A minor top to the east of Mount Vinson was reached, then we had to carefully pick our way along a narrow snow and rock ridge towards the summit.

We were still roped together for this but just one slip at the wrong time could have resulted in a fall potentially not being held and us plummeting down sheer mountain faces. After six-and-a-half hours we safely reached the summit. The wind speed had dropped to about 30 knots and the temperature was below minus 25C which meant the resultant wind chill was in the order of minus 55C to minus 60C.

Our cameras had to be taken out from under multiple layers of clothing and our outer pairs of gloves removed so a summit photo could be taken. Taking photos in these conditions is very risky as the extreme cold can lead to frostbite within minutes.

I was extremely satisfied when we reached the summit, however, I knew we still had to get off the mountain safely.

While taking a couple of summit photographs all of us got cold hands, to the point that some of our hands went numb. Having briefly visited the top of the highest point in Antarctica it was essential we moved quickly downhill to get warm and restore warm blood flow back to our extremities.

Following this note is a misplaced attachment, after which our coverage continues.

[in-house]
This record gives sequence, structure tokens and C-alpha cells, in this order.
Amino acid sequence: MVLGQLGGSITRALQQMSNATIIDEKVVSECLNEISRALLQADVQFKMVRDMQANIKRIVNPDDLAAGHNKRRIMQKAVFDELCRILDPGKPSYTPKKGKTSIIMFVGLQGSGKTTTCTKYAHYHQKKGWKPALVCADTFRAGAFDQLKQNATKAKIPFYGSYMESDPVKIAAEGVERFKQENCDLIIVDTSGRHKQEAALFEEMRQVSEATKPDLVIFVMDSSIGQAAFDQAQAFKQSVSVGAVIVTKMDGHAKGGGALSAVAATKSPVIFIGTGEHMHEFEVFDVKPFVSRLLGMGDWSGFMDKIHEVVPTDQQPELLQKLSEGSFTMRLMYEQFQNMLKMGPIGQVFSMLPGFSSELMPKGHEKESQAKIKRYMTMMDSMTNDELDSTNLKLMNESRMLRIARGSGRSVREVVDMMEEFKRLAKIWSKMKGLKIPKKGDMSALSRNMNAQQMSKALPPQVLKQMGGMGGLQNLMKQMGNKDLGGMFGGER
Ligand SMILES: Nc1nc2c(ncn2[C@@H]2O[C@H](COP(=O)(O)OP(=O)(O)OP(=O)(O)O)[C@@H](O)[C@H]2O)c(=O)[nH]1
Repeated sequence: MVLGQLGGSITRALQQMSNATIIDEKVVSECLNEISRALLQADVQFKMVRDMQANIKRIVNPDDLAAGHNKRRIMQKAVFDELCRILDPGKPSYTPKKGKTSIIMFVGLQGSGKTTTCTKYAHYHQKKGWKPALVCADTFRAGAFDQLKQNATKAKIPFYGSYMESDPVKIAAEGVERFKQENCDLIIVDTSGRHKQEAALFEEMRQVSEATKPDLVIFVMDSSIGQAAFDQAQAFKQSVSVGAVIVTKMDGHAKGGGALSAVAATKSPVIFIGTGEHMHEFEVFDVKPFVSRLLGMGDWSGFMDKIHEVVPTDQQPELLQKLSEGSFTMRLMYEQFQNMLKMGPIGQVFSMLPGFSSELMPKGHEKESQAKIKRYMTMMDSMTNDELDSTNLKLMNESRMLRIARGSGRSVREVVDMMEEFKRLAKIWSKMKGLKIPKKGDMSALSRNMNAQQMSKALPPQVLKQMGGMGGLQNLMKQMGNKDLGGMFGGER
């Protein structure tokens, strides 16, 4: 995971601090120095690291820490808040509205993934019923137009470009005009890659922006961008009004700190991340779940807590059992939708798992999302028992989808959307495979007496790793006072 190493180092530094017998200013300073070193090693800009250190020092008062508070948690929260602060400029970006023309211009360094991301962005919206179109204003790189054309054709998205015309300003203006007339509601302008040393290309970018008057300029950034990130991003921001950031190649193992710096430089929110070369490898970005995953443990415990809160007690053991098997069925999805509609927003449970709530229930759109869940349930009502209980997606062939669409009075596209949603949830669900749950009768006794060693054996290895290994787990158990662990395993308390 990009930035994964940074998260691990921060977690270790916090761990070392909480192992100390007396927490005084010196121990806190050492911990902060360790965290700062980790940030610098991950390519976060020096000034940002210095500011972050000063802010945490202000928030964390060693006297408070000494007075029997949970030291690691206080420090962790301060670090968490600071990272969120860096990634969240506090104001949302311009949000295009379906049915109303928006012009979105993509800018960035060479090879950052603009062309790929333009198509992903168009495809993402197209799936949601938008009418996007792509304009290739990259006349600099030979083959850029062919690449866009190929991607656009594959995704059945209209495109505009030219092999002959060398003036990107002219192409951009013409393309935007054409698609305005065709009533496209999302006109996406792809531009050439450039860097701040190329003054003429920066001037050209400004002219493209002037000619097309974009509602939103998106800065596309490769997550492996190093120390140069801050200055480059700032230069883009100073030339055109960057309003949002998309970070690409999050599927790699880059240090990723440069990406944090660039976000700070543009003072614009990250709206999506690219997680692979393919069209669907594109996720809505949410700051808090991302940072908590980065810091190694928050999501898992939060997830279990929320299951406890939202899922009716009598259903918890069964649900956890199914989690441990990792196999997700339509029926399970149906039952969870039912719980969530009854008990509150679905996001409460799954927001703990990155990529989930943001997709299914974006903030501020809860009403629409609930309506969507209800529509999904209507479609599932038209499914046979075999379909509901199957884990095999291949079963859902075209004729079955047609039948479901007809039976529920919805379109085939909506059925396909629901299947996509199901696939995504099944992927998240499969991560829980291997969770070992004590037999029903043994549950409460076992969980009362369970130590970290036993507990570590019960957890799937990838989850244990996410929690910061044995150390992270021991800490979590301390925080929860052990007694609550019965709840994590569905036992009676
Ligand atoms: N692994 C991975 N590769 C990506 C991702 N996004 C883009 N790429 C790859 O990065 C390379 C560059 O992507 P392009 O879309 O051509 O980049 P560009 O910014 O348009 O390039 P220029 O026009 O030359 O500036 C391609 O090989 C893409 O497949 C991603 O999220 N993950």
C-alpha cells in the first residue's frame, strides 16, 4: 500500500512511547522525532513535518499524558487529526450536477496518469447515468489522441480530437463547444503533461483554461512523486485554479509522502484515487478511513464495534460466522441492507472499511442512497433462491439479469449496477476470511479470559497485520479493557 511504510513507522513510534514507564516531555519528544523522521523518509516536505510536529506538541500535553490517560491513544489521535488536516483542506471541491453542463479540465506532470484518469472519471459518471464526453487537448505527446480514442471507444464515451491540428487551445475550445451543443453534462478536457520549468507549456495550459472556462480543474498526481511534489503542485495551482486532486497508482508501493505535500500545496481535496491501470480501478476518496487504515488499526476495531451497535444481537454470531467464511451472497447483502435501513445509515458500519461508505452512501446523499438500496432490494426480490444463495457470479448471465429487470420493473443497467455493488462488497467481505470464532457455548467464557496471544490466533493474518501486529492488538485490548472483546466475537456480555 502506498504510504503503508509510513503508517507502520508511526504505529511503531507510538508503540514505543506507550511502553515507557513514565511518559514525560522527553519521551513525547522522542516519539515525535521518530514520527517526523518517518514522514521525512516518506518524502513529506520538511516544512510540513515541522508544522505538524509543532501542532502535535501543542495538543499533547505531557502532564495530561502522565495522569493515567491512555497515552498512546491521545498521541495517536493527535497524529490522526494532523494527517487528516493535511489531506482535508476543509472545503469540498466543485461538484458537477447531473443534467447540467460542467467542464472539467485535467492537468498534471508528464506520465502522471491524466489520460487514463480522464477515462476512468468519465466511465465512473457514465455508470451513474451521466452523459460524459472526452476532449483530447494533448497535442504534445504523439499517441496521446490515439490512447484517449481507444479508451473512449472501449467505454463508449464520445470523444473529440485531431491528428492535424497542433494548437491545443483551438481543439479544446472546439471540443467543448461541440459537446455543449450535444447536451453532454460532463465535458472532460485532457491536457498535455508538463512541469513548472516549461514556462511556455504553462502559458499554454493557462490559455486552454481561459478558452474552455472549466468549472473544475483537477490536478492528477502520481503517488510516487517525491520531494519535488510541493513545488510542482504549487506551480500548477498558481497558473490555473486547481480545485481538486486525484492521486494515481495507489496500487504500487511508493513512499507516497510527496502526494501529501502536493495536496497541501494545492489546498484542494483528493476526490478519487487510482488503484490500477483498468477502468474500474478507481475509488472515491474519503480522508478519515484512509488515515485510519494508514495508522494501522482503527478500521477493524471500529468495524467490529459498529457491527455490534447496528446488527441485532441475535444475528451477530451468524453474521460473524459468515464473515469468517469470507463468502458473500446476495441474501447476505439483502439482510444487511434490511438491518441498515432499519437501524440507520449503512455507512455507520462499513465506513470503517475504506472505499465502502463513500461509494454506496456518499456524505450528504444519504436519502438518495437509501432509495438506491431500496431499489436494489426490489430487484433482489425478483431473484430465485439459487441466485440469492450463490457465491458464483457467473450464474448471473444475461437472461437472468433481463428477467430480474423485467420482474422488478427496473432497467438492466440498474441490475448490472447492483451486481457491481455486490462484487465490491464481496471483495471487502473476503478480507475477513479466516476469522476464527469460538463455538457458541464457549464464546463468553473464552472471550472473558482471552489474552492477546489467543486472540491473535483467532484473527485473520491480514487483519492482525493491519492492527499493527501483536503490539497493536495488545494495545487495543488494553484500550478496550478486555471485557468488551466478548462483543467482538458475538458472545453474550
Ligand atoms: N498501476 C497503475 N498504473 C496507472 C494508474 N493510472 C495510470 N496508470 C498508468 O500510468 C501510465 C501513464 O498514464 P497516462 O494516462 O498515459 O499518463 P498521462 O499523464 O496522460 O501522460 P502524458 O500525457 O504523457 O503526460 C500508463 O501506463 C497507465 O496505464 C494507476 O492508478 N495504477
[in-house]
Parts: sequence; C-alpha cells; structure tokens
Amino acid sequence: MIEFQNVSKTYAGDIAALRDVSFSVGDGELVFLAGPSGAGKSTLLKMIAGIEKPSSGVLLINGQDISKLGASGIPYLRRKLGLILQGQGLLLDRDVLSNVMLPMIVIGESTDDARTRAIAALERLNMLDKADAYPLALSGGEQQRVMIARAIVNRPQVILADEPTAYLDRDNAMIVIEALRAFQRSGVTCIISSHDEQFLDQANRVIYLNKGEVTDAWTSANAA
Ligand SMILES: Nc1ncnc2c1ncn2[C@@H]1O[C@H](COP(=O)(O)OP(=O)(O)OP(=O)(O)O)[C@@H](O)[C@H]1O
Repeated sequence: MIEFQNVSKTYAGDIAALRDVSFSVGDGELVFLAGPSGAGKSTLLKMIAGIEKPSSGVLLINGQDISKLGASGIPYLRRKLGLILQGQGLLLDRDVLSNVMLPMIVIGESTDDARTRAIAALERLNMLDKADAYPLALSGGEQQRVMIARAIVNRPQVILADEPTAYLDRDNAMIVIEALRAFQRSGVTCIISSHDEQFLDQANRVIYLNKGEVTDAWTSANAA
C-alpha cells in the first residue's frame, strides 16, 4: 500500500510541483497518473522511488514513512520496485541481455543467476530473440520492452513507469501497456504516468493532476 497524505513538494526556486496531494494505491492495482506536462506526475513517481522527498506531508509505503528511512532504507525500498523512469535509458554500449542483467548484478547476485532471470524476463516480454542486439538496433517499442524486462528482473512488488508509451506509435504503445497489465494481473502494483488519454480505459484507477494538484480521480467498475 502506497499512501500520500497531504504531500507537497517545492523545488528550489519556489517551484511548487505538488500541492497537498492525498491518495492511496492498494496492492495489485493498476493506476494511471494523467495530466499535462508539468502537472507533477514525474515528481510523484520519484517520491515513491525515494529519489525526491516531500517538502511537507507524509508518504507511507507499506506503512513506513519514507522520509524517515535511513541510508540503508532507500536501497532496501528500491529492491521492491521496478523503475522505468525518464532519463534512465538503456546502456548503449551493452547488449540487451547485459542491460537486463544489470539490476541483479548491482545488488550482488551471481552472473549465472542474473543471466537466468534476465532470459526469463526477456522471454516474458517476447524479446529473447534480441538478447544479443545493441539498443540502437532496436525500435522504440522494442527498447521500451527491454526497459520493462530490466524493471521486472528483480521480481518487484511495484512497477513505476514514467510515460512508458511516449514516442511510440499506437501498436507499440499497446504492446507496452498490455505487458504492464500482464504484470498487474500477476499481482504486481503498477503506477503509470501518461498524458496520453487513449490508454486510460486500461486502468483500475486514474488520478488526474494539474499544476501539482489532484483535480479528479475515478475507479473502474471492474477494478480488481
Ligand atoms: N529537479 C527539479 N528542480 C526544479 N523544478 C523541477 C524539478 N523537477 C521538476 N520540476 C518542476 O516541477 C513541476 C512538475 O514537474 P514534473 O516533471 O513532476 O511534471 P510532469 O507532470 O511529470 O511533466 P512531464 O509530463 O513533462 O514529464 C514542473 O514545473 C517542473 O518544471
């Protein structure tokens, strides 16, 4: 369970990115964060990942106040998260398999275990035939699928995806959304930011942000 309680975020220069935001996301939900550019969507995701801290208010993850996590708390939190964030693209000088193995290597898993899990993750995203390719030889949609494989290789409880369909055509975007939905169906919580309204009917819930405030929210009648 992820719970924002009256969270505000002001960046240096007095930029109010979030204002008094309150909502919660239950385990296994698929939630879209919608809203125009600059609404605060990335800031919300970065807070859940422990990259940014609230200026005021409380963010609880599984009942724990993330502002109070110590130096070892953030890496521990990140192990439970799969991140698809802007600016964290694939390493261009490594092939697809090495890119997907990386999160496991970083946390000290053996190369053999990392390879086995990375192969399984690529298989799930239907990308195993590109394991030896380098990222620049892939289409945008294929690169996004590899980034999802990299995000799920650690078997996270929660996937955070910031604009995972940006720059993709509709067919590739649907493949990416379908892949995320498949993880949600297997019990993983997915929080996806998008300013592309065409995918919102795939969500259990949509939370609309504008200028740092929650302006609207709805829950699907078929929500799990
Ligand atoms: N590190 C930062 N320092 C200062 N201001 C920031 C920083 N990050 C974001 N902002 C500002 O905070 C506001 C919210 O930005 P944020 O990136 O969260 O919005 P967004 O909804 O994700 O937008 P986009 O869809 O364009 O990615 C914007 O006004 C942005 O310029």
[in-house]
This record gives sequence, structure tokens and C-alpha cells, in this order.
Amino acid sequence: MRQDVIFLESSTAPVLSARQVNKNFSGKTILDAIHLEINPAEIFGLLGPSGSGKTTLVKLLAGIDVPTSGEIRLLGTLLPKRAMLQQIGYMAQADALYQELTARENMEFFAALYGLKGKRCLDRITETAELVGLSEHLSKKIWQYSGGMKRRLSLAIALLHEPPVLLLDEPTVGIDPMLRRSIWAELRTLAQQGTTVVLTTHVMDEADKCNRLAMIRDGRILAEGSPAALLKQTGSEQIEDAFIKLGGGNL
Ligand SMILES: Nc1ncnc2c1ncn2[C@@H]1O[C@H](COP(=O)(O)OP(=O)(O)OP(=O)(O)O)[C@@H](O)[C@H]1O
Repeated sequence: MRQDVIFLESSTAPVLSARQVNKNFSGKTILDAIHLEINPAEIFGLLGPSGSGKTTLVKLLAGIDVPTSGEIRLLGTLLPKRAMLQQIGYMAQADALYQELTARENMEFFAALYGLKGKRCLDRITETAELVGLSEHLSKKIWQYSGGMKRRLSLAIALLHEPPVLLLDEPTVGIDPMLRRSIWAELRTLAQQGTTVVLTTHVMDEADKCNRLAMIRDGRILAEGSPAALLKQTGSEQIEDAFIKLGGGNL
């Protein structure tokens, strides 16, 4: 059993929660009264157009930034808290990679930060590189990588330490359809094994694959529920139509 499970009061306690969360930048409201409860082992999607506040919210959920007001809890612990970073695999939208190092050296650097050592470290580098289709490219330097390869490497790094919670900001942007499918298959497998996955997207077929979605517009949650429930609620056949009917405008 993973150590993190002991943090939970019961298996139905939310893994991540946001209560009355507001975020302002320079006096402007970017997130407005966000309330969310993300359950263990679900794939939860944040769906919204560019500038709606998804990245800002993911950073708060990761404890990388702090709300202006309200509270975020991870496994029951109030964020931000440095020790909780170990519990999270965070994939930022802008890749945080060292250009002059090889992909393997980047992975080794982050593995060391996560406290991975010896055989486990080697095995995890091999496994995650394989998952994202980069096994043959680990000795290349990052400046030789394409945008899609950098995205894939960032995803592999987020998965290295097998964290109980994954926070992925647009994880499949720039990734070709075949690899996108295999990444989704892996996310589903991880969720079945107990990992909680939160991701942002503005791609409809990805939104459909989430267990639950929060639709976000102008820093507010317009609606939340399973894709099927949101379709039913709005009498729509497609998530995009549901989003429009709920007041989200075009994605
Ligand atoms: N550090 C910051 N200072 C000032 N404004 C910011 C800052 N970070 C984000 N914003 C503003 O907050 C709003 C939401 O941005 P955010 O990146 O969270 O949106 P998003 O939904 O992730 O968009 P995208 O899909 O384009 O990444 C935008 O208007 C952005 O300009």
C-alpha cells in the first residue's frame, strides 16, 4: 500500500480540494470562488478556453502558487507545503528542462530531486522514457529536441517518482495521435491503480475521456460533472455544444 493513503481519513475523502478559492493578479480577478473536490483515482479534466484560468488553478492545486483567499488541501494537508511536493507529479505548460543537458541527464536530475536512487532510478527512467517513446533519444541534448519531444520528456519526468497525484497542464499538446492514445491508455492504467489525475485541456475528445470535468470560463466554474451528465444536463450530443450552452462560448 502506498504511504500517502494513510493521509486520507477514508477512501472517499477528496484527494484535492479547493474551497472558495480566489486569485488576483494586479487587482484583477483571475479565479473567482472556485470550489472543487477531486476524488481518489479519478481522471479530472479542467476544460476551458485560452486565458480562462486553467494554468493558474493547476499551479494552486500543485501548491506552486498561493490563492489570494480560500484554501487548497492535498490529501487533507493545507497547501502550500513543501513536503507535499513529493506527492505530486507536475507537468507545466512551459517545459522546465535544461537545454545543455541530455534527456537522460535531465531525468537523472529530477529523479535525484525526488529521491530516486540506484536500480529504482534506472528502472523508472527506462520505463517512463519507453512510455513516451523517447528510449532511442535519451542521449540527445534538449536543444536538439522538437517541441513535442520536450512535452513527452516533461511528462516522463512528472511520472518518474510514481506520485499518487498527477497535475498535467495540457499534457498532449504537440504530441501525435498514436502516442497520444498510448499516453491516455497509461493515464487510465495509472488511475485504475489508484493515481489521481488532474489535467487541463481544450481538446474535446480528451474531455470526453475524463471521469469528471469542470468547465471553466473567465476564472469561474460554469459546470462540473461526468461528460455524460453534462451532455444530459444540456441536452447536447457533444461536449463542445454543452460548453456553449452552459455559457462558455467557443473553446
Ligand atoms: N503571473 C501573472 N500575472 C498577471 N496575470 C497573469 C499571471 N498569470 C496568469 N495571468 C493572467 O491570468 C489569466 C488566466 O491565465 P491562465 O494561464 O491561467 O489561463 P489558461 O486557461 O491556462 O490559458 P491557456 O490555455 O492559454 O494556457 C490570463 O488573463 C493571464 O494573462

Thankfully, none of us suffered from frostbite but it nearly happened. We made it back to high camp in less than two-and-a-half hours, making it one of the fastest successful expeditions on the mountain, as most teams take about 12 hours for their summit day from high camp.

Climbing the highest point in Antarctica on Christmas Day is not everyone’s idea of festive fun but it did guarantee we had a white Christmas. Christmas dinner consisted of freeze-dried food and a hot drink.

While many people back home in Scotland were tucking into their Christmas turkey leftovers on Boxing Day, we man hauled all of the remaining supplies and equipment to Vinson base camp in a single push. When we arrived at base camp, the waiting game recommenced to begin travel back to Punta Arenas and then onwards to home.

For me the success on Mount Vinson means I have ascended six of the seven summits and am now making plans to complete this challenge with an attempt to climb Mount Everest in the future.

I am potentially the first British person to climb the highest peak in both the Arctic and the Antarctic. I previously scaled Greenland’s highest mountain of Gunnbjørn Fjeld (3694m, 12119 feet) on June 5, 2004, while in the Watkins mountain range during a climbing expedition which also saw me make the first ascent of two previously unclimbed mountains.